Due to the location near the highway it was probably a double "p" spot for long road trips. Deposits and withdrawls if'n you catch my drift. ;-)

Nanook said...

The cars are getting too new to easily identify-!

But... in the image with the train (who knew they had a train-?) we've got a Volkswagen Squareback Wagon. Moving down, there's a white, 1964 or '65-? Buick Special. (And, yes, it was 'special', 'cause Mom liked it the best-!) Slightly up above is a red/white 1966-? Rambler station wagon. Next to it, a 1966-? Dodge Charger. Then back down, is a Dodge or Plymouth something-or-another.

And, TM!, that metallic blue w/white top is a 1969, Mercury Cougar. I say 1969 rather than 1970, as it appears (to me, anyway - and it's hard to discern from this image), the taillights match those from the 1969 model year.

The white car to its right is just not doing it for me without a bit more help.

I think the last time I visited Andersen's (in Buellton) was probably back in 1962 or 1963, on our way to Hearst Castle. And during our meal, a guy sitting at a nearby table ordered a beer, but requested the waitress add ice cubes to the glass-! At overhearing that request, my dad was taken aback - and even in my formative years, knew something was just not right. The things you remember...

Thanks, Major, for these images and jarring my memory. (With all this talk about beer, I think I'm gonna grab a nice, tall frosty one - wearing not a speck of ice-!!)

Nanook said...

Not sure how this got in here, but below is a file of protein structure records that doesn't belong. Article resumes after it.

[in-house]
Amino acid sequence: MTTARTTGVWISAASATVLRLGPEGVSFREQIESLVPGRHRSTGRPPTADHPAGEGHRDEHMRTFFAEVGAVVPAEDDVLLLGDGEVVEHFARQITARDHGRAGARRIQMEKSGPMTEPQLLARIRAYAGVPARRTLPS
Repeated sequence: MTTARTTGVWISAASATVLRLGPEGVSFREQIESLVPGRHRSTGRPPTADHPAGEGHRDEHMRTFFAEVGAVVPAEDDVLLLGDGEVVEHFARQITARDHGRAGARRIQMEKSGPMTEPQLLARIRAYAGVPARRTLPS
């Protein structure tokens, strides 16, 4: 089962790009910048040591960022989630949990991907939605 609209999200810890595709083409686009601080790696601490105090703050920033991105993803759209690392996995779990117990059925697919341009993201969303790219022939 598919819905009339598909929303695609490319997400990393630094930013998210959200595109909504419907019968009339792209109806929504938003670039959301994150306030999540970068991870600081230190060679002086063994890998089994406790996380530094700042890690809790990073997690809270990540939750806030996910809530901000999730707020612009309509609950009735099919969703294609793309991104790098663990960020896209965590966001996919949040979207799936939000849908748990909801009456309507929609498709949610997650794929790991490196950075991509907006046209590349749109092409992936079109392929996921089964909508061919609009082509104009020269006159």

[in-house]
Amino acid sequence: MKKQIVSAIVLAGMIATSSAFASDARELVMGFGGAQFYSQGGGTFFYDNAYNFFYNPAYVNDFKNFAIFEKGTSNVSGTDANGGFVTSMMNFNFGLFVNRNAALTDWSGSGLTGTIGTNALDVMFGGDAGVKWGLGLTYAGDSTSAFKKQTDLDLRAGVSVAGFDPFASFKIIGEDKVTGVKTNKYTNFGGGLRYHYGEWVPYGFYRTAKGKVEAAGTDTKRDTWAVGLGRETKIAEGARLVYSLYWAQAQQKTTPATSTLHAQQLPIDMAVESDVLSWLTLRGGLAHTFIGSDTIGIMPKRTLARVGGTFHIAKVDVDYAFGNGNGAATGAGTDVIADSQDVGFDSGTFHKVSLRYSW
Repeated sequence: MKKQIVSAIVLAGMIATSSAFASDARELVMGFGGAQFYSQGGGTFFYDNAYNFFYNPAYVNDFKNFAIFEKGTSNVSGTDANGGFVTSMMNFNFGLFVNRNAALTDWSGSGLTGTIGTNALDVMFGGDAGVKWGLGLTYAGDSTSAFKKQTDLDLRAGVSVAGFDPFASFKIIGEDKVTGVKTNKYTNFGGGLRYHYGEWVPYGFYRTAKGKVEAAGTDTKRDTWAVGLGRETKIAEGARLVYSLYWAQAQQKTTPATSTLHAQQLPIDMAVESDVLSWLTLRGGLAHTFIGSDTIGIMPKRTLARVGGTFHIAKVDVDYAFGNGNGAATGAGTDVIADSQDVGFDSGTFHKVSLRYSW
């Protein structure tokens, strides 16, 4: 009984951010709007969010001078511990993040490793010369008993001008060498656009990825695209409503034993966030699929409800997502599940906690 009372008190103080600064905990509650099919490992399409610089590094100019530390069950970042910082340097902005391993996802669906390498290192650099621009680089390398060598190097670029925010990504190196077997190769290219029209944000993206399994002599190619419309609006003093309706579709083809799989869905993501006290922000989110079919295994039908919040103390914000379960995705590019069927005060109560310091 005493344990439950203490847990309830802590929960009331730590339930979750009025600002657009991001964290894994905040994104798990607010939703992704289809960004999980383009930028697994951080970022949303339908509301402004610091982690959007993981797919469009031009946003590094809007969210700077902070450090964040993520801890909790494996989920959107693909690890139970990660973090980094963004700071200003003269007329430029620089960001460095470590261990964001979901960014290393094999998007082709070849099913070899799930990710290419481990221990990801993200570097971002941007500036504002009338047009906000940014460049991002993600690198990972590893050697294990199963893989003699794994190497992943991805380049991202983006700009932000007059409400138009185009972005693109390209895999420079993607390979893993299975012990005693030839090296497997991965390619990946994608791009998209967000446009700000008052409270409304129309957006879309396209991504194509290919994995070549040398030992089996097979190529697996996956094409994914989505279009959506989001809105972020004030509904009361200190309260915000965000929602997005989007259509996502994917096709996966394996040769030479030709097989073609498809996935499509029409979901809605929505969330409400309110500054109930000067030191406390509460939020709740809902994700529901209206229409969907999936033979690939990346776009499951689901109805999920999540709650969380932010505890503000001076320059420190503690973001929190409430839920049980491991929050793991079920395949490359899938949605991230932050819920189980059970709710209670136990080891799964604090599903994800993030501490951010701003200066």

@ Alonzo P. Hawk-

WINNER-! WINNER-! I believe you are correct. That white baby near the Cougar is a 1965 Rambler - maybe even a 'Classic' model. (Give that man a good, 5-cent cigar).

Major Pepperidge said...

Monkey Cage Kurt, at one time I believe that there were as many as four Pea Soup Andersen’s restaurants. The one you are thinking of is probably the Santa Nella location. That one and the Beullton location are the only two left.

TokyoMagic!, it’s funny, I’ve driven by PSA’s a hundred times, even stopping nearby, but I’m always on my way to someplace, and in a hurry! So I’ve never been there to eat.

Scott Lane, I have no guesses at all!

K. Martinez, the restaurant has LOTS of billboards along the 101 even today. I suppose it’s possible that you would have seen one around SLO, even though the restaurant would have been over an hour away.

Anonymous, if you say so!

Patrick Devlin, the other two locations were Mammoth Lakes and Carlsbad, so you are correct!

stu29573… the controversy continues.

Alonzo, cars! Cars! I’ve got nothing to add! The only pea soup I’ve ever eaten was my grandmothers, and it was excellent. Lots of smoked ham.

Nanook, what, no Oldsmobiles? Also, ice in beer does sound very odd. It still surprises me when I see people putting ice in their wine glasses, but that seems to be a bit more common. If it’s hot where you are, have some warm tortilla chips, a bowl of spicy salsa for dipping, and a tall frosty beer. Yum.

Nanook, was there ever such a thing as a good 5 cent cigar?

MRaymond said...

What a memory jarring I just got. Our vacations in the 60s and 70s were road trips and Solvang was a family favorite. PSA was a 'must stop' location on these trips. I don't remember the train but I do remember the tracks. My dad tripped on them and said my bad words.

Unknown said...